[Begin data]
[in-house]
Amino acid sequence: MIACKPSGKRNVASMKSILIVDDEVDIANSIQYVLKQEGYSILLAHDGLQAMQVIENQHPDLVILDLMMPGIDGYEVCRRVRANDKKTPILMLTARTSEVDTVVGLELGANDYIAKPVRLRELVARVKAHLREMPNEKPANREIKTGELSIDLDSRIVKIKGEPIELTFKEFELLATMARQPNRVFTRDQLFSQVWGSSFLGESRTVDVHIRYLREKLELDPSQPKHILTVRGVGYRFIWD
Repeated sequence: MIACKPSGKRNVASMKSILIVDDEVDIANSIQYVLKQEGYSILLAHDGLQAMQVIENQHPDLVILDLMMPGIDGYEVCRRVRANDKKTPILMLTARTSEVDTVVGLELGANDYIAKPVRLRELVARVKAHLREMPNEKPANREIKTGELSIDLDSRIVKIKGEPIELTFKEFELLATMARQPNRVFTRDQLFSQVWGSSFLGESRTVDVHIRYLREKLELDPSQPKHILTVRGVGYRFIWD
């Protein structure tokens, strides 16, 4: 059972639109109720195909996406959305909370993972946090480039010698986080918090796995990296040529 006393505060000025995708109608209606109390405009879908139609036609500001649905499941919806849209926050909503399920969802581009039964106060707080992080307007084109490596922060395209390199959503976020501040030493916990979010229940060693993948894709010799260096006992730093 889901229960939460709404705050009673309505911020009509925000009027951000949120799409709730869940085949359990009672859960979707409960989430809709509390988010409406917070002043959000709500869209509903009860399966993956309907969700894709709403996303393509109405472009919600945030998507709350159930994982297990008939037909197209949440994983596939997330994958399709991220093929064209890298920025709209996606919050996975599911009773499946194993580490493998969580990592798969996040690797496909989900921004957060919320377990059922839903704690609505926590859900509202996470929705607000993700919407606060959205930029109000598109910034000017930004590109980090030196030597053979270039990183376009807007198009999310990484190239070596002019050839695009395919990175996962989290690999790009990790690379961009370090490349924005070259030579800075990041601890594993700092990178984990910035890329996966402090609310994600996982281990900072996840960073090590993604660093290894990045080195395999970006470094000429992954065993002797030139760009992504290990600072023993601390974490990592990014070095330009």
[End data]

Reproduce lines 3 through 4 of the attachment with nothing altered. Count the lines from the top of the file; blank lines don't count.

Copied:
Repeated sequence: MIACKPSGKRNVASMKSILIVDDEVDIANSIQYVLKQEGYSILLAHDGLQAMQVIENQHPDLVILDLMMPGIDGYEVCRRVRANDKKTPILMLTARTSEVDTVVGLELGANDYIAKPVRLRELVARVKAHLREMPNEKPANREIKTGELSIDLDSRIVKIKGEPIELTFKEFELLATMARQPNRVFTRDQLFSQVWGSSFLGESRTVDVHIRYLREKLELDPSQPKHILTVRGVGYRFIWD
């Protein structure tokens, strides 16, 4: 059972639109109720195909996406959305909370993972946090480039010698986080918090796995990296040529 006393505060000025995708109608209606109390405009879908139609036609500001649905499941919806849209926050909503399920969802581009039964106060707080992080307007084109490596922060395209390199959503976020501040030493916990979010229940060693993948894709010799260096006992730093 889901229960939460709404705050009673309505911020009509925000009027951000949120799409709730869940085949359990009672859960979707409960989430809709509390988010409406917070002043959000709500869209509903009860399966993956309907969700894709709403996303393509109405472009919600945030998507709350159930994982297990008939037909197209949440994983596939997330994958399709991220093929064209890298920025709209996606919050996975599911009773499946194993580490493998969580990592798969996040690797496909989900921004957060919320377990059922839903704690609505926590859900509202996470929705607000993700919407606060959205930029109000598109910034000017930004590109980090030196030597053979270039990183376009807007198009999310990484190239070596002019050839695009395919990175996962989290690999790009990790690379961009370090490349924005070259030579800075990041601890594993700092990178984990910035890329996966402090609310994600996982281990900072996840960073090590993604660093290894990045080195395999970006470094000429992954065993002797030139760009992504290990600072023993601390974490990592990014070095330009």